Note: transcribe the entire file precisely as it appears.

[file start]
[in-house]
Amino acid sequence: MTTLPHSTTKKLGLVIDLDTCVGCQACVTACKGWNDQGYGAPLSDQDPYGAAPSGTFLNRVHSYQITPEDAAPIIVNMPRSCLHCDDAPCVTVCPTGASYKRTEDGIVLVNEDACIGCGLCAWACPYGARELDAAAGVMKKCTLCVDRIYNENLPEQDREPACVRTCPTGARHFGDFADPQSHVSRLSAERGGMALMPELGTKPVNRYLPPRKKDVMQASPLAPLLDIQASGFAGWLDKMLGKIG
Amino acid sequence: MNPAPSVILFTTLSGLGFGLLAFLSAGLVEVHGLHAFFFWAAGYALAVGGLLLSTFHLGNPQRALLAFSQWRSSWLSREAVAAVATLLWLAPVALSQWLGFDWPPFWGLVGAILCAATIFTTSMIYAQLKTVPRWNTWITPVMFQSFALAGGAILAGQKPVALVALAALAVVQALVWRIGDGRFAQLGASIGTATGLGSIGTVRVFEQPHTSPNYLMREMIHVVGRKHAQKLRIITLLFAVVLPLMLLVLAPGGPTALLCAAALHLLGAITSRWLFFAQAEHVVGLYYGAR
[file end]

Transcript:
[in-house]
Amino acid sequence: MTTLPHSTTKKLGLVIDLDTCVGCQACVTACKGWNDQGYGAPLSDQDPYGAAPSGTFLNRVHSYQITPEDAAPIIVNMPRSCLHCDDAPCVTVCPTGASYKRTEDGIVLVNEDACIGCGLCAWACPYGARELDAAAGVMKKCTLCVDRIYNENLPEQDREPACVRTCPTGARHFGDFADPQSHVSRLSAERGGMALMPELGTKPVNRYLPPRKKDVMQASPLAPLLDIQASGFAGWLDKMLGKIG
Amino acid sequence: MNPAPSVILFTTLSGLGFGLLAFLSAGLVEVHGLHAFFFWAAGYALAVGGLLLSTFHLGNPQRALLAFSQWRSSWLSREAVAAVATLLWLAPVALSQWLGFDWPPFWGLVGAILCAATIFTTSMIYAQLKTVPRWNTWITPVMFQSFALAGGAILAGQKPVALVALAALAVVQALVWRIGDGRFAQLGASIGTATGLGSIGTVRVFEQPHTSPNYLMREMIHVVGRKHAQKLRIITLLFAVVLPLMLLVLAPGGPTALLCAAALHLLGAITSRWLFFAQAEHVVGLYYGAR